Vol. IX, No. 4

February, 1997

Almost Virtual Reality

Harrison Eiteljorg, II

Rendering of older propylon on the Athenian Acropolis, a screen image captured from the program WalkThrough.

I walked through the older propylon on the Athenian Acropolis one day recently - the reconstructed version from about 460 B.C. I did not have to fly to Athens to do it; of course, the reconstruction is not on display there anyway. I just opened the computer model I had made with a new program called Autodesk WalkThrough® and found myself facing the Acropolis and ready to walk through the site. I moved through a rendering of the propylon by moving the computer's mouse - "walking" forward or back, right or left. From any position I could look around, turning clockwise or counter-clockwise, up or down. I could move slowly or quickly, as I chose. The quality of the rendering was a bit rough in places (partly because of the nature of the model), but it was very impressive to move around the reconstructed version of the older propylon - a structure on which I have worked for so long. It was especially exciting to move into the middle of the upper courtyard and look around at it, consider how large the gate opening seemed, think again about the problems created by the positions of the steps there - but this time while seeming to look at those steps from within the courtyard.

I was also struck by how obvious the importance of the Mycenaean fortification wall became. The cramped space where the remains of the older propylon lie and the partial state of preservation of the wall make it difficult to appreciate its importance to the old entrance design. Seeing the area with this program and realizing how much the wall dominated the entrance, I understood at once how important the wall was to the nature of the design.

Such was my first experience with WalkThrough. I learned about this relatively inexpensive ($250) product, by accident, from the Autodesk Web site just a few days after its release. It runs on a PC (at least a Pentium running Windows 95 or Windows NT), and I think it is a promise of marvelous things to come.

WalkThrough provides only a portion of the power of the high-end simulation system discussed above ("The Rome Reborn Project,"), but, though I've only had a few days to work with it, I am enthused. This program allows me to walk through structures with the aid of my PC, not a special-purpose, high-end machine. Furthermore, it works with DWG files, the AutoCAD® standard (about which, see the following article). All our CAD models are DWG files; so I need not do anything to them before using them in this program. (1) (The program can also use files in the DXF - drawing exchange - format.)

WalkThrough is not in the same league, in features or cost, as the uSim program used at UCLA, but, if the history of CAD software is a guide, it will get better very quickly. One can expect low cost virtual reality software on standard PC hardware to close the performance gap quickly, if not completely.

The program opens a model file as it was last stored - with layers visible according to their condition when the file was last saved and with the point of view as in the file when it was last saved. Colors of surfaces are also determined by the colors in the model; textures are added in WalkThrough - either to individual drawing entities or to layers. I am still learning how to use the textures effectively, but the many possible adjustments have made it possible for me to produce very acceptable surface textures with no training (or printed manual!).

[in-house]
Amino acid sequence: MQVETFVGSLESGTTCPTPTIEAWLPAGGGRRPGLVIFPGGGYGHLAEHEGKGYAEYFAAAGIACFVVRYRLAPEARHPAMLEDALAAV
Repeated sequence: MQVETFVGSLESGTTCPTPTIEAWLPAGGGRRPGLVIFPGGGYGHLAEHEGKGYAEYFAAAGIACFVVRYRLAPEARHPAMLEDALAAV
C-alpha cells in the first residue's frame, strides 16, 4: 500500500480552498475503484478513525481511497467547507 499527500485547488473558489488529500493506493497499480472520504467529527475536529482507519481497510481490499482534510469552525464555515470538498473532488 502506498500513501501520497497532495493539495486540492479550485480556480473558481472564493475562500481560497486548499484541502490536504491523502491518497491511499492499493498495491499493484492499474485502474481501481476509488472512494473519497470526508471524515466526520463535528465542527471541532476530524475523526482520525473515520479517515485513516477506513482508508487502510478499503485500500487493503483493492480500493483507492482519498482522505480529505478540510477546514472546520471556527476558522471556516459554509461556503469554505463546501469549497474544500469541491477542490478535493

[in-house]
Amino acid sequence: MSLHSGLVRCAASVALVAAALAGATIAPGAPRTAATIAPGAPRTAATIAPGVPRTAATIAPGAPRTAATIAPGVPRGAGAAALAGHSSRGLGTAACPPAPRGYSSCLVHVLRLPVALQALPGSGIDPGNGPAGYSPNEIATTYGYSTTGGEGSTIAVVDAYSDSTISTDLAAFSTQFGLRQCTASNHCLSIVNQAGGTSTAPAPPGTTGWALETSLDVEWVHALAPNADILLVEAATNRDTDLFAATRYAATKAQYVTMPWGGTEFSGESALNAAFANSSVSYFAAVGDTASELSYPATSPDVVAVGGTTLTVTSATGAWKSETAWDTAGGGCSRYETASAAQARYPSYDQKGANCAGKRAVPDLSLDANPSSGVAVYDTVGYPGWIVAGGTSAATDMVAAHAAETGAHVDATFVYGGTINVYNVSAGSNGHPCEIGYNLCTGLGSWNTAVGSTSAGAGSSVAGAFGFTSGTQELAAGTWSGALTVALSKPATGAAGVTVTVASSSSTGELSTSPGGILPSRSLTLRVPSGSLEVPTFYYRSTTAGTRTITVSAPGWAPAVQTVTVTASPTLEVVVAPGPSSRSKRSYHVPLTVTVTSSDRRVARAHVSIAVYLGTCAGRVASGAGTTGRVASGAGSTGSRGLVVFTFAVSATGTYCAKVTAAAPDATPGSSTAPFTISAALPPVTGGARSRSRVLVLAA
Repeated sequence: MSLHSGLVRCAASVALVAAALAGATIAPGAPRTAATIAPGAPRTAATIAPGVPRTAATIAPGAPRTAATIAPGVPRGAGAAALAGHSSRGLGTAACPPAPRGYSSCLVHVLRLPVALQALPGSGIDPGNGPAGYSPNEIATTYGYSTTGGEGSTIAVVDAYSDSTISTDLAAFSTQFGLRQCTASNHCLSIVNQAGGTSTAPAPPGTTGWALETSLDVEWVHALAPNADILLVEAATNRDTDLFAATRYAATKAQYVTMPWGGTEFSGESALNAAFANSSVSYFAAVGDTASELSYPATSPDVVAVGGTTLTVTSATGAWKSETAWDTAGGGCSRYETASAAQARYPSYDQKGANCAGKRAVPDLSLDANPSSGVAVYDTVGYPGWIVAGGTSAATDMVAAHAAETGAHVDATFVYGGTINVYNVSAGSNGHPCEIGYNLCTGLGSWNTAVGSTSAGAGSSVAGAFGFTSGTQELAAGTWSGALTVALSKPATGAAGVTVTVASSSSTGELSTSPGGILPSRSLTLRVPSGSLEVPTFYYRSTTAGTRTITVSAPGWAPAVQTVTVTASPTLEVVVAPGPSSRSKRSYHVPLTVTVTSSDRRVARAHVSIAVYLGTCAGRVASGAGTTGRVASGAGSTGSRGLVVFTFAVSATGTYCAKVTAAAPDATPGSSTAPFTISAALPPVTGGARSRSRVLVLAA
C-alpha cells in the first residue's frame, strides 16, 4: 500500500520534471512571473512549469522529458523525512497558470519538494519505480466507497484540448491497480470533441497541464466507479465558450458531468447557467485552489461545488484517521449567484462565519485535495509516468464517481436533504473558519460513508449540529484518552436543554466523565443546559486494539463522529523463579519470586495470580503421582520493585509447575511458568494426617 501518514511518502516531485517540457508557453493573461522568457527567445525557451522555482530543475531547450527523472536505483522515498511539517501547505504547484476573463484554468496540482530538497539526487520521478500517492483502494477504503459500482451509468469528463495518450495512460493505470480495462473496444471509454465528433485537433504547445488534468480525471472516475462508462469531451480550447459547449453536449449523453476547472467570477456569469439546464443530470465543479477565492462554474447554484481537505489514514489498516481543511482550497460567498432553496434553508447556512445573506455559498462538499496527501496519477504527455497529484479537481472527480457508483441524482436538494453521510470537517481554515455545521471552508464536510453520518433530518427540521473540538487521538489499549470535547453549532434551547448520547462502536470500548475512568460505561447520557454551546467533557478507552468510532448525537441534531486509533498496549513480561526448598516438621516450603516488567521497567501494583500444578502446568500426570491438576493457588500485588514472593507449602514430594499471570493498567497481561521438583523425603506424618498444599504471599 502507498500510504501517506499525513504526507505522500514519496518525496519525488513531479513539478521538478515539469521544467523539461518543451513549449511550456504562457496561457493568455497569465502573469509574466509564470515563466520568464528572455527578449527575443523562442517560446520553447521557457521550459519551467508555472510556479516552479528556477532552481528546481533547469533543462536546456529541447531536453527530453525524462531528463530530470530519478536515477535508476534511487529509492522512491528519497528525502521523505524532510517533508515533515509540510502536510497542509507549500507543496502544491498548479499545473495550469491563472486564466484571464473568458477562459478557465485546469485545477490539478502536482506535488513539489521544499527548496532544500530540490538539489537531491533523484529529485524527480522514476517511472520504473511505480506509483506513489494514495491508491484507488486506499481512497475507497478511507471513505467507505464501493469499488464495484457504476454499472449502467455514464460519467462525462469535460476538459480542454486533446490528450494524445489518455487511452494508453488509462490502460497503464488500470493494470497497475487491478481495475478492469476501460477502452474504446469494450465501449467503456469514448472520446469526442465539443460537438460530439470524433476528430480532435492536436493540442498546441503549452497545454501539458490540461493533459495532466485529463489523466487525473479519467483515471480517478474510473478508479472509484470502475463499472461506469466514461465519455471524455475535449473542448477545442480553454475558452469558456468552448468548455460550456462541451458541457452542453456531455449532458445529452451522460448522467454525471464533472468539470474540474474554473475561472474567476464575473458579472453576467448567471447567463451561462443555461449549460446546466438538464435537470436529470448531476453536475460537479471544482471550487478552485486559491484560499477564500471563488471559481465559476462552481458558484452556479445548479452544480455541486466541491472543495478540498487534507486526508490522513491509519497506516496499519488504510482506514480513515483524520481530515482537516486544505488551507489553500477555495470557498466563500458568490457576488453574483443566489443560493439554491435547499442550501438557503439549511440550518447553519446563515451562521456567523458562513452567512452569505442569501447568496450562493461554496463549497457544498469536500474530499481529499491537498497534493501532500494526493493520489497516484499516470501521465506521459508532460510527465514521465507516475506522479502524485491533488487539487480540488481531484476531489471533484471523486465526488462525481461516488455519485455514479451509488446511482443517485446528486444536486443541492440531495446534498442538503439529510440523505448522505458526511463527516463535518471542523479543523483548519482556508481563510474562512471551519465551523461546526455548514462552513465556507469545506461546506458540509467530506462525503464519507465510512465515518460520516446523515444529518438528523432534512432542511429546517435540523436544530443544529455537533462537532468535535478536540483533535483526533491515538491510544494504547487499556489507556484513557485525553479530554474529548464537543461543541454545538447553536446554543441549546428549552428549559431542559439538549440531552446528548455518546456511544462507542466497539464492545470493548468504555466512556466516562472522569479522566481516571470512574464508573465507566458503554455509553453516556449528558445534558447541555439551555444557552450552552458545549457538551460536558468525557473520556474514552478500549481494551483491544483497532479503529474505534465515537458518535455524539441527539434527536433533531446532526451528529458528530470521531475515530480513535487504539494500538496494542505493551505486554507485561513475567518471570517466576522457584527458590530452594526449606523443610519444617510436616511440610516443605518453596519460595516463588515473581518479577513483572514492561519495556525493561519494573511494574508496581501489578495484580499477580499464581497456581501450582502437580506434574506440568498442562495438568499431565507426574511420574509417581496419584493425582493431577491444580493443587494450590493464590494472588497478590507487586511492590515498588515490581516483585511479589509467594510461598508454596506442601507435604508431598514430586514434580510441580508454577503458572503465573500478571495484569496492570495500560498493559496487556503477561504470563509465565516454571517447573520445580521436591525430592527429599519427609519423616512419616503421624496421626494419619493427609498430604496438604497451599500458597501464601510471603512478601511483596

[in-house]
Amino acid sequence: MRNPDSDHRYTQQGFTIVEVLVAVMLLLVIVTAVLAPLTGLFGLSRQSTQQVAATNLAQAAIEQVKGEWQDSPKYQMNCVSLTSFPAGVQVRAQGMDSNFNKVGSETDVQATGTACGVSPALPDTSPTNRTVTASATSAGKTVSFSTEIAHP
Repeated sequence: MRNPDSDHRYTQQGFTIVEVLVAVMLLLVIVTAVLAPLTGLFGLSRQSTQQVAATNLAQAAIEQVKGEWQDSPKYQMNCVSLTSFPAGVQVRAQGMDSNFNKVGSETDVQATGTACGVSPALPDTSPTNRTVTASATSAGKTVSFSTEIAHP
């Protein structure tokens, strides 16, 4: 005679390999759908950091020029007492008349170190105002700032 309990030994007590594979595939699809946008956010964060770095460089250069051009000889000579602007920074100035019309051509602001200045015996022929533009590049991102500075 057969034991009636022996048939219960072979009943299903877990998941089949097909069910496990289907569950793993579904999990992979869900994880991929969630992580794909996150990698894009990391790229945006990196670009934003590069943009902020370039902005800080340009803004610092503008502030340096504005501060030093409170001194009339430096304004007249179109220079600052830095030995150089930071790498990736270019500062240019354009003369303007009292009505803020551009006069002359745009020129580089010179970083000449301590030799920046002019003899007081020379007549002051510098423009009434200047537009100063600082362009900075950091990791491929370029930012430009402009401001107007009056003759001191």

I could manipulate the lights - of which there could be many - only with some difficulty. With patience, very good lighting effects can be created.

Changing the display of layers is not easy. A list of layers is available, and each layer may be turned on or off individually. Since our layer naming scheme is built around AutoCAD's ability to select any number of layers with complex searches, however, I would like to have the flexibility of those searches here as well. Indeed, given the large number of layers used in the model, it was simpler to run AutoCAD while running WalkThrough. Then I could change the active layers in the model in AutoCAD, re-save the model, and re-open it in WalkThrough. That was quicker and easier than dealing with many layers in WalkThrough directly.

The program is relatively slow on our Pentium laptop, making me wish for some tools to by-pass intermediate steps. On the Pentium Pro desktop machine, though, the program runs more quickly and smoothly.

There is no output format for printing or saving individual images, but animations can be saved. The image produced here was made from a screen-saver utility; so it is not of the quality of the image on a good monitor. Of course, the screen image was in color as well. The point of the program, however, is the walk-through, not a rendering. The quality of renderings produced by 3D Studio (discussed in the last issue of the Newsletter, "Visualizing the Ancient World") or other good rendering programs should be much better, though those programs require file format conversion and new renderings when the underlying model is changed.

My few complaints are minor compared to the joy of using a virtual reality program that seems relatively intuitive to use, runs on PCs, accepts standard AutoCAD models with no modification, and has a modest price tag. I am hooked.

For other Newsletter articles concerning the use of CAD in archaeology and architectural history, consult the subject index.

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(1)The advantages of working with a DWG file are enormous. Not only is it possible to view a model without alteration, but both AutoCAD and WalkThrough are using the same file. Therefore, any changes made to that file are immediately apparent in both AutoCAD and WalkThrough views of the file. Return to body of text.